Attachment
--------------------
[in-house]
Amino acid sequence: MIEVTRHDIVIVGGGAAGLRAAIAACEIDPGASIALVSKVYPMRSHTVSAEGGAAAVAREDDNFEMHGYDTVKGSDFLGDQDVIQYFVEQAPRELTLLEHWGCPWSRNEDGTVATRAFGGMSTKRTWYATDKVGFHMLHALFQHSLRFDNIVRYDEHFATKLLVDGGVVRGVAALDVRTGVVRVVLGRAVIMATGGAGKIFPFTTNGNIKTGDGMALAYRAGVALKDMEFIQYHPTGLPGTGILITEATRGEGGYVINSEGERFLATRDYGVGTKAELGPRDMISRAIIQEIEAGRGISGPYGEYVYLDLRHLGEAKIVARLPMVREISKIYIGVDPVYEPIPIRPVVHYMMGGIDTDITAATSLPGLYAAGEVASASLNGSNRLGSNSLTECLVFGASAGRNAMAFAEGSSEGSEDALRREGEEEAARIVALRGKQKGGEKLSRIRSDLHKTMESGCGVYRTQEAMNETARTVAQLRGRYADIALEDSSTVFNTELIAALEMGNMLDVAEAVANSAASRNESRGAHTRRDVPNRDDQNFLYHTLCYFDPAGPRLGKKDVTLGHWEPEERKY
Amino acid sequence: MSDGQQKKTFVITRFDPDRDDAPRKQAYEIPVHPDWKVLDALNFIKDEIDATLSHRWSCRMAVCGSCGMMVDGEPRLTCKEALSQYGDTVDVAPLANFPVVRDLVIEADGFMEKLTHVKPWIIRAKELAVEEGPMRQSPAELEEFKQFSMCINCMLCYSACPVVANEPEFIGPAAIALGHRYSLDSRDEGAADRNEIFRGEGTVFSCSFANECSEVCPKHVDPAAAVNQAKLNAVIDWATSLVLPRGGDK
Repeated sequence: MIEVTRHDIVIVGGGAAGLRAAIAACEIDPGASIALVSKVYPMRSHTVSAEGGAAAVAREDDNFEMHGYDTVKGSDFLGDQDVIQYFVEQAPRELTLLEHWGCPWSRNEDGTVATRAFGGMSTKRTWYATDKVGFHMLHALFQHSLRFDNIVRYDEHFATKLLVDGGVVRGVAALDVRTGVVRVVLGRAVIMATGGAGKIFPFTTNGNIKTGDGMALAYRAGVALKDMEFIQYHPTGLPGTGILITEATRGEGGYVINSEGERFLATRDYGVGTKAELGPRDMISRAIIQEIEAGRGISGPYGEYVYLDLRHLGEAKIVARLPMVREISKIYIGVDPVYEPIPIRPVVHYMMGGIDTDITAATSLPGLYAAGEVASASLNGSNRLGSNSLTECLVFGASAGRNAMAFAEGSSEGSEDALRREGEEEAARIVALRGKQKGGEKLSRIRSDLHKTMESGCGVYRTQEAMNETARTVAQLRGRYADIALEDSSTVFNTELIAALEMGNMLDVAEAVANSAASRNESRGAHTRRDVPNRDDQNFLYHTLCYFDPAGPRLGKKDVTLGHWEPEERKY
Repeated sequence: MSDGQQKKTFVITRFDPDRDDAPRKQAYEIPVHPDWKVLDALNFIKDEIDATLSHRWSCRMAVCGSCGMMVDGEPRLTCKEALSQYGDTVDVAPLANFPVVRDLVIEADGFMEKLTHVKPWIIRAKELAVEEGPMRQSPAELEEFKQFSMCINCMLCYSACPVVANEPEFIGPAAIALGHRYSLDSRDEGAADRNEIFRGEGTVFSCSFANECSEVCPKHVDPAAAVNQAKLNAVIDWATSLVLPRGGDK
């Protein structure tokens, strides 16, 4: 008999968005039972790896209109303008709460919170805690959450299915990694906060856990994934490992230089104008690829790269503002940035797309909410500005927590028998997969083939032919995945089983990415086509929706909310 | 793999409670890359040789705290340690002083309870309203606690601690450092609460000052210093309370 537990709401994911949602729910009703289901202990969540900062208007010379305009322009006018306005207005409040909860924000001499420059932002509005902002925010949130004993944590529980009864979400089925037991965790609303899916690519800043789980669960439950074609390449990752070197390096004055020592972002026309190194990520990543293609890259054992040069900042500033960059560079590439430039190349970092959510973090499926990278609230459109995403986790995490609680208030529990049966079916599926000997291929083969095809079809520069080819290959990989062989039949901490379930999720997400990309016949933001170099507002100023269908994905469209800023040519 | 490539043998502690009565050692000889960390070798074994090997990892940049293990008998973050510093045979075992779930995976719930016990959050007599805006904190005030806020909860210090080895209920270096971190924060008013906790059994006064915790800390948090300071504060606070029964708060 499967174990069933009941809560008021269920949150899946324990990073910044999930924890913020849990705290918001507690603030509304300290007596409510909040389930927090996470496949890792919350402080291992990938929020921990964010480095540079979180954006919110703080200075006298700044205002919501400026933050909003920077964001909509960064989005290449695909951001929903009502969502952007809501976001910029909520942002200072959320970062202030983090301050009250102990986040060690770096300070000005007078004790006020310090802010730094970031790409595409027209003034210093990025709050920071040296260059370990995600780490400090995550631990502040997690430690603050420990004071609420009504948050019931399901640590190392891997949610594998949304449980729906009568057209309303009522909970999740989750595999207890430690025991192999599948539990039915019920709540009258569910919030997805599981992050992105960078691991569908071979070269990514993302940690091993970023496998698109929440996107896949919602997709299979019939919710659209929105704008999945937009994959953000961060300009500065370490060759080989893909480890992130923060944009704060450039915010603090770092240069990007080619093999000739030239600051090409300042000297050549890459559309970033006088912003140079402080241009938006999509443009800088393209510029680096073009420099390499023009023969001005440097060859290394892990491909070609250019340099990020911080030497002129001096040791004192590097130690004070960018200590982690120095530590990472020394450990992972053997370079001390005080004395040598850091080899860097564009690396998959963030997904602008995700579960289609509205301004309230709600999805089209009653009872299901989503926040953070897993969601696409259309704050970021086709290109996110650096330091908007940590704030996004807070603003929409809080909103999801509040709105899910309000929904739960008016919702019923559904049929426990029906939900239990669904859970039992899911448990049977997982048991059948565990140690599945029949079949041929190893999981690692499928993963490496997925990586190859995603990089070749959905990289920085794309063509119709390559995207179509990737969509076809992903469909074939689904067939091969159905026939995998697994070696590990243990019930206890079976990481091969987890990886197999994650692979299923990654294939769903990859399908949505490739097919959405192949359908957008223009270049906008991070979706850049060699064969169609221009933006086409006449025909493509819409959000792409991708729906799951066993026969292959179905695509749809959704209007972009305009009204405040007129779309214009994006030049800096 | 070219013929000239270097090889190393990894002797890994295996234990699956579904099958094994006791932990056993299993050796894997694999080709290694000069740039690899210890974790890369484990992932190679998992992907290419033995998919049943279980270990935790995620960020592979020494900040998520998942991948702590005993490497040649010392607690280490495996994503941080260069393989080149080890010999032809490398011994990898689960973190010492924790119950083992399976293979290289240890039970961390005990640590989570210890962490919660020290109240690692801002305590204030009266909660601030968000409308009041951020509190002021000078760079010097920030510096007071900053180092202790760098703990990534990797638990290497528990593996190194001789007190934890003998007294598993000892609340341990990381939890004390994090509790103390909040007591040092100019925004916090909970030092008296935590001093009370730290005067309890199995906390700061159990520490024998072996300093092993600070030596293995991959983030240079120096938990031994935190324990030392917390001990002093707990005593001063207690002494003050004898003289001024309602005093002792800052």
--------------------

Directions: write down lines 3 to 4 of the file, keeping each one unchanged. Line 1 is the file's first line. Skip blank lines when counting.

Amino acid sequence: MSDGQQKKTFVITRFDPDRDDAPRKQAYEIPVHPDWKVLDALNFIKDEIDATLSHRWSCRMAVCGSCGMMVDGEPRLTCKEALSQYGDTVDVAPLANFPVVRDLVIEADGFMEKLTHVKPWIIRAKELAVEEGPMRQSPAELEEFKQFSMCINCMLCYSACPVVANEPEFIGPAAIALGHRYSLDSRDEGAADRNEIFRGEGTVFSCSFANECSEVCPKHVDPAAAVNQAKLNAVIDWATSLVLPRGGDK
Repeated sequence: MIEVTRHDIVIVGGGAAGLRAAIAACEIDPGASIALVSKVYPMRSHTVSAEGGAAAVAREDDNFEMHGYDTVKGSDFLGDQDVIQYFVEQAPRELTLLEHWGCPWSRNEDGTVATRAFGGMSTKRTWYATDKVGFHMLHALFQHSLRFDNIVRYDEHFATKLLVDGGVVRGVAALDVRTGVVRVVLGRAVIMATGGAGKIFPFTTNGNIKTGDGMALAYRAGVALKDMEFIQYHPTGLPGTGILITEATRGEGGYVINSEGERFLATRDYGVGTKAELGPRDMISRAIIQEIEAGRGISGPYGEYVYLDLRHLGEAKIVARLPMVREISKIYIGVDPVYEPIPIRPVVHYMMGGIDTDITAATSLPGLYAAGEVASASLNGSNRLGSNSLTECLVFGASAGRNAMAFAEGSSEGSEDALRREGEEEAARIVALRGKQKGGEKLSRIRSDLHKTMESGCGVYRTQEAMNETARTVAQLRGRYADIALEDSSTVFNTELIAALEMGNMLDVAEAVANSAASRNESRGAHTRRDVPNRDDQNFLYHTLCYFDPAGPRLGKKDVTLGHWEPEERKY